As we head into the penultimate episode of this season of Game of Thrones, fan theories are kicking into overdrive—which means those watching HBO's show are catching a glimpse of the intense, weird fan theories that George R.R. Martin's readers have been arguing about since 1996.
Let me be clear: I love fan theories. Especially when they come to GoT, they can be genuinely bizarre ("Varys might just be using a vivid metaphor, or he may be hinting at his true, sea-dwelling nature," reads a rundown of the "Varys is a merman" theory), worrisomely well-researched (like the fine work of Reddit user "The_Others_Take_Ya," who argues that dragonglass is dragon poop and that Westeros and Essos are linked by a secret network of firewyrm tunnels), and... I don't know, however you'd describe the debate surrounding the question, "Is Roose Bolton a vampire?"
They can also be right: It now seems all but certain that those who caught onto R+L=J so many years ago were onto something.
THAT SAID: A fan theory about Tyrion has been making the rounds the past few weeks, and it's so goddamn dumb that it's making me TREMBLE WITH RAGE. Spoilers to follow.
The theory goes like this: Tyrion Lannister is not, in fact, a Lannister—rather, he's a Targaryen. Unknown even to himself, Tyrion is the offspring not of Joanna and Tywin Lannister, but of Joanna Lannister and Aerys Targaryen.
The implications of this are huge (almost as huge as Varys being a secret merman): If Tyrion is a Targaryen, and Jon Snow is also a Targaryen (R+L=J), then, along with Daenerys, the three could be the "three heads of the dragon." Which'd mean at some point before this is all over, we'll see Dany, Jon, and Tyrion soaring above Westeros, each on their own dragon, laying waste to everything beneath them, probably high-fiving.
I get why this theory is appealing: Everybody loves Tyrion, and it'd be neat to see him riding a dragon! But even considering all the (circumstantial) evidence that supports this theory, and also considering how muddy GoT theories are now that fans can find "proof" in both Martin's books and the HBO show, this particular theory has to be wrong for a whole other reason:
It's terrible storytelling, and it undermines much of what makes Game of Thrones great.
I've come to terms with the fact that my own dumb hopes about GoT will likely be proven wrong:
From the second I read of Ned Stark's execution, I've been convinced this whole story will end unhappily, with its only worthy characters dead or in ruin, with the cruel machinery of dynastic rule once again grinding individuals to dust. Based, at least, on the direction the show's headed, that's looking... unlikely.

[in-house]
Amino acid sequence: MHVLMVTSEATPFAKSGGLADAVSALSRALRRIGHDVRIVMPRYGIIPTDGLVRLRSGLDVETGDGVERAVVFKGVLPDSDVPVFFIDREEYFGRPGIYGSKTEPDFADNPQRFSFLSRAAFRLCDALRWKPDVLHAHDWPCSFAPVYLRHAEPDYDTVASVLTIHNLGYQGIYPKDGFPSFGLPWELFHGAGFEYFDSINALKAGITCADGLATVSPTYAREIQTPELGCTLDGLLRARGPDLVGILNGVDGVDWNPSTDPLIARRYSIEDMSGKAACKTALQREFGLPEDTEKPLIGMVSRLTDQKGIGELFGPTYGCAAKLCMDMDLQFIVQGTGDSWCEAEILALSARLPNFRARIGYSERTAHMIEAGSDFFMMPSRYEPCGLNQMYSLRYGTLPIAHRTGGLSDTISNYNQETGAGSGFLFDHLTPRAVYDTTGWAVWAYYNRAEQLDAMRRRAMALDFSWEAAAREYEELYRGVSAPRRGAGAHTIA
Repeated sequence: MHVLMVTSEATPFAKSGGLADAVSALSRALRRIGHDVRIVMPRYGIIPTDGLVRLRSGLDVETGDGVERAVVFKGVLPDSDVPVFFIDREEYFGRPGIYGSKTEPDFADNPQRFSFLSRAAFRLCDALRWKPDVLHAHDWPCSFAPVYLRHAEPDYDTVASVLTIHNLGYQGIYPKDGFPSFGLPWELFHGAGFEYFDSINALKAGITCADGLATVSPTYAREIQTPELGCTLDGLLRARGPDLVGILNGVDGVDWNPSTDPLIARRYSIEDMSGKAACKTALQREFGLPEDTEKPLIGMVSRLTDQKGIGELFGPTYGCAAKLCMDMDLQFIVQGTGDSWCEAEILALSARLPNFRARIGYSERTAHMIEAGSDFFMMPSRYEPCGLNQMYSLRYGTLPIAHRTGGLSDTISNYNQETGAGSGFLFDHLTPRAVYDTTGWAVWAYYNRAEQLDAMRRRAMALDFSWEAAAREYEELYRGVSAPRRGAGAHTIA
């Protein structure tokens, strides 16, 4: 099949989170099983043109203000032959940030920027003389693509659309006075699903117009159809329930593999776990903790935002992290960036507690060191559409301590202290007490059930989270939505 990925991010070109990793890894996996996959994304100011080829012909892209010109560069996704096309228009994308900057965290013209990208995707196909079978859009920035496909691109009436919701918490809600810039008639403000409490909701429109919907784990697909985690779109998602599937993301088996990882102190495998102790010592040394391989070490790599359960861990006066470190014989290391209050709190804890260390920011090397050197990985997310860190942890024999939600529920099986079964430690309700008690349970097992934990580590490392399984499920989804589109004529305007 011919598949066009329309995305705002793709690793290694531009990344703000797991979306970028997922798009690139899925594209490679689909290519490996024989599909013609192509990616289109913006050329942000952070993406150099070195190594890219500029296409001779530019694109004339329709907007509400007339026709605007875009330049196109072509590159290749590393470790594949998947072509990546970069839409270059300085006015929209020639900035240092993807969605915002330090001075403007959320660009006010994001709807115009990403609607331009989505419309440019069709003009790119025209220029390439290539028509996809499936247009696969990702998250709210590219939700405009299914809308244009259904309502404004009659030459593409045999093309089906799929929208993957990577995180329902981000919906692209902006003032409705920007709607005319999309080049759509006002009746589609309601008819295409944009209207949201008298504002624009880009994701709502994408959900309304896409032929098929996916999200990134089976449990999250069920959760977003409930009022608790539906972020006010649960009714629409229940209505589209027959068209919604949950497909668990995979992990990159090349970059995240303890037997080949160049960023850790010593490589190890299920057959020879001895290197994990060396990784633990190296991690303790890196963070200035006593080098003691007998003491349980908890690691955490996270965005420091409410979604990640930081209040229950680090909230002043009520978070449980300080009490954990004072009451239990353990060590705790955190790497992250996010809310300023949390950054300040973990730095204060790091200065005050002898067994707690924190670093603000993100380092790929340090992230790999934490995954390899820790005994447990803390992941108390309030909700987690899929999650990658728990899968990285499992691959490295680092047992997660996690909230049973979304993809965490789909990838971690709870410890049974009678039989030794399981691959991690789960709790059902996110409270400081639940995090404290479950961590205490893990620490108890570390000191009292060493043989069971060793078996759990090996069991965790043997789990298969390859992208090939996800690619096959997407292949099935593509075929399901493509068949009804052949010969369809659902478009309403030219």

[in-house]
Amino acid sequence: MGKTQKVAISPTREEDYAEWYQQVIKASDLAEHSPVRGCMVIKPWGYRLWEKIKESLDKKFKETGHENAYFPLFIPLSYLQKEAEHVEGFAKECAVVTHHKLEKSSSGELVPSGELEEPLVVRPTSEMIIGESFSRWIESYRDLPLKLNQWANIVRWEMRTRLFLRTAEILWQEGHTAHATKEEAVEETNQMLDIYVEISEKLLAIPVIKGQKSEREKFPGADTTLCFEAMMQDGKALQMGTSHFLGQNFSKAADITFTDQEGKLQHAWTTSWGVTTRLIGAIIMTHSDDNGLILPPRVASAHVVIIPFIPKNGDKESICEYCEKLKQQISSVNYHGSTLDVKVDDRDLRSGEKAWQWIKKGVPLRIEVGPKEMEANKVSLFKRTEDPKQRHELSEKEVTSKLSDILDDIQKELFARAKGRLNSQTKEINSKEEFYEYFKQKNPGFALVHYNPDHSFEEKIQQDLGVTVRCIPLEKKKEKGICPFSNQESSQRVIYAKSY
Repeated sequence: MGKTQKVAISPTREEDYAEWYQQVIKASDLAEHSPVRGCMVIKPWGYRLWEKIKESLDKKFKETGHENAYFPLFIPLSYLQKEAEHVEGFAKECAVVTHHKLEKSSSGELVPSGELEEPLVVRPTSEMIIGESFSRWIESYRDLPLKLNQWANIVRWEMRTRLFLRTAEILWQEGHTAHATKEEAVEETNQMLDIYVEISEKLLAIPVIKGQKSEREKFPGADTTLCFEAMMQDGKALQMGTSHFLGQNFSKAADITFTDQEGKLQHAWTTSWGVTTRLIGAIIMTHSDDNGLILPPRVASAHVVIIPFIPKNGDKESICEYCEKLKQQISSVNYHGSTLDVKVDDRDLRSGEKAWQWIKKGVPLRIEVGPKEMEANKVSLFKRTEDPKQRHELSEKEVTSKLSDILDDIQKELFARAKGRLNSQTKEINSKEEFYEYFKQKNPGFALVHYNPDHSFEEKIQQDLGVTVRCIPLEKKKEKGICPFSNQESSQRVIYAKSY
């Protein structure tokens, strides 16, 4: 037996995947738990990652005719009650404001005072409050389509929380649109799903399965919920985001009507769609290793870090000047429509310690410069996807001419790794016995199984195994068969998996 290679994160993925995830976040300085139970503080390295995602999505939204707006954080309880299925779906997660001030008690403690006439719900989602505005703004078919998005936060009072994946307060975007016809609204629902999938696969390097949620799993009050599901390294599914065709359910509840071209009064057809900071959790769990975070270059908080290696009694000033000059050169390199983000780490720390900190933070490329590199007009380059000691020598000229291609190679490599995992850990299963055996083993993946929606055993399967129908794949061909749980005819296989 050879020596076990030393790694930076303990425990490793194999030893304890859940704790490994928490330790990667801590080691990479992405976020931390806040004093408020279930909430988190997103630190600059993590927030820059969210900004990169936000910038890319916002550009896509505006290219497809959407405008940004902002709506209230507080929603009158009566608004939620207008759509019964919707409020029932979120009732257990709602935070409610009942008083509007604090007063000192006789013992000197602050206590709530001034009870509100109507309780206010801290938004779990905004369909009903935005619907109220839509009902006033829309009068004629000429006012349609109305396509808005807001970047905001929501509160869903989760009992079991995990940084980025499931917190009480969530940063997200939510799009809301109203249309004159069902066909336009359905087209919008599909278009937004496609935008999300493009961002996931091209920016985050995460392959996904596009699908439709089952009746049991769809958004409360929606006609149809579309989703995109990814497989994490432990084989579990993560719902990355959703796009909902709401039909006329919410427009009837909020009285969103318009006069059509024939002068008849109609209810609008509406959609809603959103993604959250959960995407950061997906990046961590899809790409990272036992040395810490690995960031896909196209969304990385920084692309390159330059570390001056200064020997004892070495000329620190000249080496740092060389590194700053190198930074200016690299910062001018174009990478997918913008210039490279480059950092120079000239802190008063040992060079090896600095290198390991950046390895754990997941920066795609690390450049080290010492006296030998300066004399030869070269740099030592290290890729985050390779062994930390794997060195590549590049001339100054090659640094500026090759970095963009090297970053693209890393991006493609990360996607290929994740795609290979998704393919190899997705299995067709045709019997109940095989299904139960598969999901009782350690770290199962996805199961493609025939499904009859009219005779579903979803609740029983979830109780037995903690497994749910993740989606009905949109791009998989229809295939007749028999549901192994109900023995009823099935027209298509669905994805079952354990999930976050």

And once Jon became Lord Commander of the Night's Watch, I'd hoped we'd have a fantasy saga in which an actually regular character made a difference in their world, moving past all those tiresome fantasies that never shut up about prophecy. I held out hope that R+L=J wasn't true for a long time—who wants Jon to be a Targaryen when his character is 10 times more interesting as a bastard who's made his own way in the world?
And, even though it contradicts my "this is all going to end in horrible ruin and lonely death" theory (which, fun fact, doubles as my day-to-day motto), I hoped that, if GoT was going to have a happy ending, maybe it'd at least be brought about by Westeros' long-suffering citizens overthrowing centuries of dynastic rule—ending the Lannisters, ending the Targaryens (again), ending the Starks, and bringing about an end to the vicious state of monarchy and servitude. But given how the show keeps treating the supremely entitled Dany as some kind of hero conqueror, this is also... not likely.
There's a theme to those hopes, and it's that, unlike many high-fantasy authors, Martin seems as interested and invested in the downtrodden—the poor, the orphans, the bastards—as he is in the one-percenter despots who bicker and whine over who has the bigger castle. Jon was more interesting when we thought he was Ned's bastard, Dany was more interesting before she got the power she craved, and Tyrion remains interesting because, unlike his sister and his brother, he's turned his back on a life of privilege and entitlement. Tyrion made a number of choices to set himself apart: To never hide how smart he was. To marry Tysha. To love Shae. To murder his own father, bringing chaos to his family (and, indeed, to a continent). To hold tight to his love for Jaime even as he works to undermine Cersei.
To be fair, Tyrion was always a black sheep, both in King's Landing and amongst his own family. But what makes him so likeable and admirable (even in the books, when he's a hideous, malformed creep, not dreamboat Peter Dinklage) is that in a world built on established systems of birthright and violence, he found other ways to change his life and the course of the world. He is, in other words, a self-made man—one who could have hidden at Casterly Rock for the entirety of this story, but who instead became one of the story's most interesting characters.
That says something—not only about fantasy, which is often obsessed with the boring tropes of prophecy and the usually-pretty-racist idea of bloodlines and birthright, but also about why Game of Thrones resonates as strongly as it does. Sure, Tyrion reminds us. The world is run by powerful, greedy monsters. But that doesn't mean the rest of us are utterly powerless.
There's any number of lines from the books, or scenes from the show, that nerds more dedicated than me can dig up to "prove" Tyrion is a Targaryen. (And it would be super-cool to see him on a dragon.) But as he is, Tyrion stands for something better, both for those in Westeros and those of us on boring-ass Earth. Making him one more entitled Targaryen, empowered by birthright and blood rather than brains and passion, undermines all that.
Sure, the Tyrion Targaryen theory might be true. But—just like I hoped with Jon—I hope like hell it's not.